A new introduction to BioScience

HuntSurveyClass

Caitlin Trude

Emily Hunt will take over the BioScience Survey class next year.

In Room E-104, Foothill science teacher Wendi Butler is more than happy to give guidance to some AP Biology students, who are frazzled by a recent lab; and are queued up behind Butler’s office chair.

Butler teaches four courses of Honors Physiology, an AP Biology course, and one Medical Technology course this year. Not to mention that Butler is also a singer, a wife, a mother, and a world traveler. Back inside the classroom, Butler is also responsible for the Bioscience Academy, a program for students interested in the health and science fields.

Notorious for being one of Foothill’s most energetic educators, her name may as well be synonymous to Superwoman. But every superhero (or super-heroine) needs their accomplices. Like many other FTHS teachers this year, Butler also changed some of her classes.

But what makes Butler’s story so unique is that for the first time in Bioscience history, a new teacher has taken on the role as the Bioscience Survey educator. Emily Hunt, the chemistry and conceptual physics teacher, has been chosen for this job.

Students enrolled in the Bioscience program take approximately five classes related to the study of science: Bioscience Survey in tenth grade, Honors Physiology and Medical Technology in the eleventh, and Biotechnology and Bioethics in twelfth grade.

Caity Bishop, currently a junior and member of Cohort 6 says of the program, “So far the Bioscience Academy has been a great show of opportunity and knowledge. And I’m really excited for the coming year in Med Tech.”

Because the Survey class is the first class that each cohort in the Bioscience Academy will take, it is crucial that this class really hits it home for students. And because Butler is one of the founders of the academy, handing her elective to a different teacher was a difficult decision.

However, she deemed it necessary to make this decision because of the high amounts of incoming juniors desiring to take Honors Physiology. Taking on four different subjects during the 2009-2010 school year proved challenging for her, and she knew that Emily Hunt had special qualities that would make her a good choice as the Survey teacher.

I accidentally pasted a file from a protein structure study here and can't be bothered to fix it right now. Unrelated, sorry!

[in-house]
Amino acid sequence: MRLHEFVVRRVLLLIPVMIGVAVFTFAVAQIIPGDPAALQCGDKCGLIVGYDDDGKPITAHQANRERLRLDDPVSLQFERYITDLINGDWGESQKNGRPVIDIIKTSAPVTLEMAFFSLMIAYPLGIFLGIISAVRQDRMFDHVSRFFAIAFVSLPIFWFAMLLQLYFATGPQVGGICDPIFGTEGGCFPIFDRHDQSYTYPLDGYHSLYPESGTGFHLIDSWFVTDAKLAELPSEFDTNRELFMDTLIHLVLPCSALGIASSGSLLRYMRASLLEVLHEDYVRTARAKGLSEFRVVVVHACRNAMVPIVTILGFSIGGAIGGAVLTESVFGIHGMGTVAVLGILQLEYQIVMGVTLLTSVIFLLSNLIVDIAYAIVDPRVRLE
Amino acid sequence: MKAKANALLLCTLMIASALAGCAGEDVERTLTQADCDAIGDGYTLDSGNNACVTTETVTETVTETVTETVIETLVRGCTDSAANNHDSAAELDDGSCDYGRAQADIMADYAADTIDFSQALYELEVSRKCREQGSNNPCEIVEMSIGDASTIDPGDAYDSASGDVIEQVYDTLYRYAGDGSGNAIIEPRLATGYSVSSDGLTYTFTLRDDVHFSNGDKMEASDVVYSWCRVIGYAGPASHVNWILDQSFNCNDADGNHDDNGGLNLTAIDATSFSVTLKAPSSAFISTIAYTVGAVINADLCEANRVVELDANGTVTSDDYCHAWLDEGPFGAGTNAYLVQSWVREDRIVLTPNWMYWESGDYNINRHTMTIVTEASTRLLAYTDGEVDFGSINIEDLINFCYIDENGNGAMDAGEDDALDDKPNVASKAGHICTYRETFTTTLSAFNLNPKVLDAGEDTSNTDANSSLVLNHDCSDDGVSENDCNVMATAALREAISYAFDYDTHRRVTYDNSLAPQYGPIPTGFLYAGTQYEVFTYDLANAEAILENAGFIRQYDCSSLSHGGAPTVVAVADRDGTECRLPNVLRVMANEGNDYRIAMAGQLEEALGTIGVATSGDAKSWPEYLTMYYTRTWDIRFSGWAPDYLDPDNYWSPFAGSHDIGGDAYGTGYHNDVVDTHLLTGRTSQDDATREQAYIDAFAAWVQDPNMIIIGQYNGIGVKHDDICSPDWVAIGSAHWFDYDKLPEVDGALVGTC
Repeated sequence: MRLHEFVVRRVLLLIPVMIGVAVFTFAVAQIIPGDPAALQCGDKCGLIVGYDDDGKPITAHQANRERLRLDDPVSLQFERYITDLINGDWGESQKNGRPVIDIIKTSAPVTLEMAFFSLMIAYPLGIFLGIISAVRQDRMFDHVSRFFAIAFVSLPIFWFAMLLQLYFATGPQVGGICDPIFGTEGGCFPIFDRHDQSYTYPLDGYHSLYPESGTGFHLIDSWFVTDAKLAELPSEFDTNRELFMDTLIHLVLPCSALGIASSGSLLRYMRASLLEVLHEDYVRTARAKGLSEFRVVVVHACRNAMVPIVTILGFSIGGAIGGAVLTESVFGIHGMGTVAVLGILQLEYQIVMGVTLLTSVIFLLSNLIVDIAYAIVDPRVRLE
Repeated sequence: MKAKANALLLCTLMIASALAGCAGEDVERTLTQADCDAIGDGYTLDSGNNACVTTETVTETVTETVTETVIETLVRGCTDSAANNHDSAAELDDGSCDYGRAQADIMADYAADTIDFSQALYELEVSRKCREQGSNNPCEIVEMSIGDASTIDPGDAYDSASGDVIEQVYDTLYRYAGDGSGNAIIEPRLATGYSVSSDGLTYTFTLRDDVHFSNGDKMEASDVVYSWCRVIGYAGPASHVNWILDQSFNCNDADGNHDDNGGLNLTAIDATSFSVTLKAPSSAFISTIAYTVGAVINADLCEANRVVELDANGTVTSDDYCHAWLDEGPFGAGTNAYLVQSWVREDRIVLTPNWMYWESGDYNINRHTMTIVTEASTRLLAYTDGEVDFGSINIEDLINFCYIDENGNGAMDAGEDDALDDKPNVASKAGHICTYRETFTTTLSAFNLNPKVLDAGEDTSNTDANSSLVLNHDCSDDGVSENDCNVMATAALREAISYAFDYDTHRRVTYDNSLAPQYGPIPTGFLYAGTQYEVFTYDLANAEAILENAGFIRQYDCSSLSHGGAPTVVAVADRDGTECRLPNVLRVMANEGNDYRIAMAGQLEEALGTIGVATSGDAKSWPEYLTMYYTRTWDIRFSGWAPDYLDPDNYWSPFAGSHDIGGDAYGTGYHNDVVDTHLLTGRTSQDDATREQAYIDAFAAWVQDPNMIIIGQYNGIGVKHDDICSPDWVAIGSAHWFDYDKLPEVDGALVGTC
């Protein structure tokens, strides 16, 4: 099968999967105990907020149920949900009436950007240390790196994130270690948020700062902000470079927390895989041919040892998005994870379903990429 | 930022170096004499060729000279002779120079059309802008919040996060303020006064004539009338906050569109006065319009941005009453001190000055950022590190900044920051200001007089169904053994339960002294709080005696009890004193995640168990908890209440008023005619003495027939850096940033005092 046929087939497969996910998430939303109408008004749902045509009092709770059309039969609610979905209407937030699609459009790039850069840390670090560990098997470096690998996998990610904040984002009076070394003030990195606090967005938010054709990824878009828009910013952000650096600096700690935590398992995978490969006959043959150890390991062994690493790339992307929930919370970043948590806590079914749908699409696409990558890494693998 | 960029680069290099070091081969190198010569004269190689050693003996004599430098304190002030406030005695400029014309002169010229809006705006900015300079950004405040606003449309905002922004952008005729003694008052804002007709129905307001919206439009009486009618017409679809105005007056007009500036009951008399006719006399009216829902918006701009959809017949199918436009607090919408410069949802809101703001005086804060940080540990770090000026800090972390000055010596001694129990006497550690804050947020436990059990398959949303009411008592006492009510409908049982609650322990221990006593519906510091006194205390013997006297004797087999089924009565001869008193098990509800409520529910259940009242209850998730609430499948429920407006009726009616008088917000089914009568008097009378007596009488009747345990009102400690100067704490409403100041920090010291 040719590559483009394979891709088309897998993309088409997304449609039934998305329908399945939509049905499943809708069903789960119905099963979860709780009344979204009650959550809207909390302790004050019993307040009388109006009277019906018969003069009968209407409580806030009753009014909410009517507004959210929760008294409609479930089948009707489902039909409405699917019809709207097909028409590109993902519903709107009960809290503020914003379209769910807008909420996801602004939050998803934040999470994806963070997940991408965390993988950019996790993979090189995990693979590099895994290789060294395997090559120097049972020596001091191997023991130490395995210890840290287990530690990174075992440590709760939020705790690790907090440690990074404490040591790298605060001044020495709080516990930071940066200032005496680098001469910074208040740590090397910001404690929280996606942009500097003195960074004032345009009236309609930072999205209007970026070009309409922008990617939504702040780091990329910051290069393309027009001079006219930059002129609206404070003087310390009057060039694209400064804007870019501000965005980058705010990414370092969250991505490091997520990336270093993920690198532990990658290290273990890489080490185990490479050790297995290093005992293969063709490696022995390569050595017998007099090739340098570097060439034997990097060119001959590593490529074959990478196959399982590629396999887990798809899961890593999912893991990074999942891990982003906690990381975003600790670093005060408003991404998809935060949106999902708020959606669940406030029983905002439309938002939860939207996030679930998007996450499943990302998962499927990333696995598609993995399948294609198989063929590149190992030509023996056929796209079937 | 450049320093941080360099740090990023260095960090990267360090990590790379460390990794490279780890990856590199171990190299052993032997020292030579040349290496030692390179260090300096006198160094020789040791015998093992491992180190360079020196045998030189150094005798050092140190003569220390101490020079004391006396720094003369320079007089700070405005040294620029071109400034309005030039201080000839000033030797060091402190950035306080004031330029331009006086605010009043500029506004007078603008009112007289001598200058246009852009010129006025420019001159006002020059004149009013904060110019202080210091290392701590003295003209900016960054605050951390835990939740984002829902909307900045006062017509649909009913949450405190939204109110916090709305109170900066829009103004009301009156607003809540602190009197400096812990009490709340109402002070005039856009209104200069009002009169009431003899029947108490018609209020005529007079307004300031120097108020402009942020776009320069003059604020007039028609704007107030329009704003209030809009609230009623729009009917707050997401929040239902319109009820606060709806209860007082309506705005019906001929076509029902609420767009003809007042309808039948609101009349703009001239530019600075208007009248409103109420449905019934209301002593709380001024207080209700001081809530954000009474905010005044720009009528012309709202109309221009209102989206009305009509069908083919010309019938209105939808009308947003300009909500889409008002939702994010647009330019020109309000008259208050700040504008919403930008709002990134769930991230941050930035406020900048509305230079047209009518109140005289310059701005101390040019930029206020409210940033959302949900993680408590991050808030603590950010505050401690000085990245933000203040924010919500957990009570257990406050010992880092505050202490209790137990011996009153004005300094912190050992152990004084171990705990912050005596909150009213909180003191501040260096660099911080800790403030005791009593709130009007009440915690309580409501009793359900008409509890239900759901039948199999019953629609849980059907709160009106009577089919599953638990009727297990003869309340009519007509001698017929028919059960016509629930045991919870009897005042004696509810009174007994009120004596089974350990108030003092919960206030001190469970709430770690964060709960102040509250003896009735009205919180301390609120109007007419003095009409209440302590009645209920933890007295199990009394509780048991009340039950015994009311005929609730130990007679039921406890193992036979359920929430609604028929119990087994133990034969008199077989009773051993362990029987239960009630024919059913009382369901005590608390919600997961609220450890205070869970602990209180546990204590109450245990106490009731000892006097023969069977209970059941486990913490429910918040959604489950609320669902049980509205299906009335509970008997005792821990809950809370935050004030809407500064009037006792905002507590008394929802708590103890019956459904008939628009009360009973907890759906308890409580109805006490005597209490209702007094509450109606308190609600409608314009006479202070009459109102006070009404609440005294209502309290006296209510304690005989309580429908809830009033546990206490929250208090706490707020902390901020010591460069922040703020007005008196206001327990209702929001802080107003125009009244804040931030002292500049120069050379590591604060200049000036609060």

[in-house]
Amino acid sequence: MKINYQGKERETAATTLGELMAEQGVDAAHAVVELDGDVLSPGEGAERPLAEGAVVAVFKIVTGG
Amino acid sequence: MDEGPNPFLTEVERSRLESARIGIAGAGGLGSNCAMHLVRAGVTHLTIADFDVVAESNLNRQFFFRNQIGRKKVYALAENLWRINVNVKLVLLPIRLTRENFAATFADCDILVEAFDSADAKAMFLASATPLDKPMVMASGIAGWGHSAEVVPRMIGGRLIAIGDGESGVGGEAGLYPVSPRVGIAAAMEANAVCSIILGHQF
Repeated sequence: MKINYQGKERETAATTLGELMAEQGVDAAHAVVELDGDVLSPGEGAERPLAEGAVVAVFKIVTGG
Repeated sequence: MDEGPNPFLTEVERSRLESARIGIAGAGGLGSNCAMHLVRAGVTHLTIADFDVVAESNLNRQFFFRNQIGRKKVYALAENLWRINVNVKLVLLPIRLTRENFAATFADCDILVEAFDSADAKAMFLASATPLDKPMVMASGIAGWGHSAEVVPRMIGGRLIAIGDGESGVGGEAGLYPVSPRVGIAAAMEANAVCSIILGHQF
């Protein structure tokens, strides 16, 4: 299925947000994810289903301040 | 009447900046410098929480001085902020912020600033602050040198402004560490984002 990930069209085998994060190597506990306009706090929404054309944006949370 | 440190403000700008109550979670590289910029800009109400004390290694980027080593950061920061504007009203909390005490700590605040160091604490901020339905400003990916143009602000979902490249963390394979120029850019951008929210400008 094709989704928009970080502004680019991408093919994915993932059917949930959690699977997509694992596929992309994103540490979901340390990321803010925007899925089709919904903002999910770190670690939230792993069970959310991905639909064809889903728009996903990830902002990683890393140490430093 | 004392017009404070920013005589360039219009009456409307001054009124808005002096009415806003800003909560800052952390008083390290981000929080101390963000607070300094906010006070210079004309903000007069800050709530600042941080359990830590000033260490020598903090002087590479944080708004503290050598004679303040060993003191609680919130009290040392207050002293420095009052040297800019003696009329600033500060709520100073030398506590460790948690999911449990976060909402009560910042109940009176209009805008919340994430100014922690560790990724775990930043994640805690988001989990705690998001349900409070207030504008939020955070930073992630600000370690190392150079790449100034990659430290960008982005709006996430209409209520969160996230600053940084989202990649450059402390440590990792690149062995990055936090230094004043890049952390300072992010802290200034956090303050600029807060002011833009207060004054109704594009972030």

Butler says that there would not be anything new about the elective, only that there is a new teacher, and “Mrs. Hunt can add her own flavor.”

She has some words of advice for Cohort 7. “Open every door and look down every street,” she begins, “look at all the possibilities, develop relationships, and,” her mouth curls into a smile, “get ready for junior year.”

Upon being asked to teach the Bioscience Survey class for the 2010-2011 school year, Hunt claims to have had very mixed feelings, as it was a new responsibility and something that would take much time out of her. Teaching the Survey class would prevent her from spending more time with her chemistry and physics students, but she knew that stepping in to help Butler was the right thing to do. She is “excited but apprehensive.”

Though Hunt is used to teaching more concrete subjects with “right/wrong answers,” she finds it important as a teacher to stretch herself by also learning how to teach an “exploratory and subjective” course such as Bioscience Survey.

 “So far I’ve been enjoying it,” she adds.

 

Photo: Emily Hunt will be taking over the Bioscience Survey class this year. Photo by Caitlin Trude of The Foothill Dragon Press.

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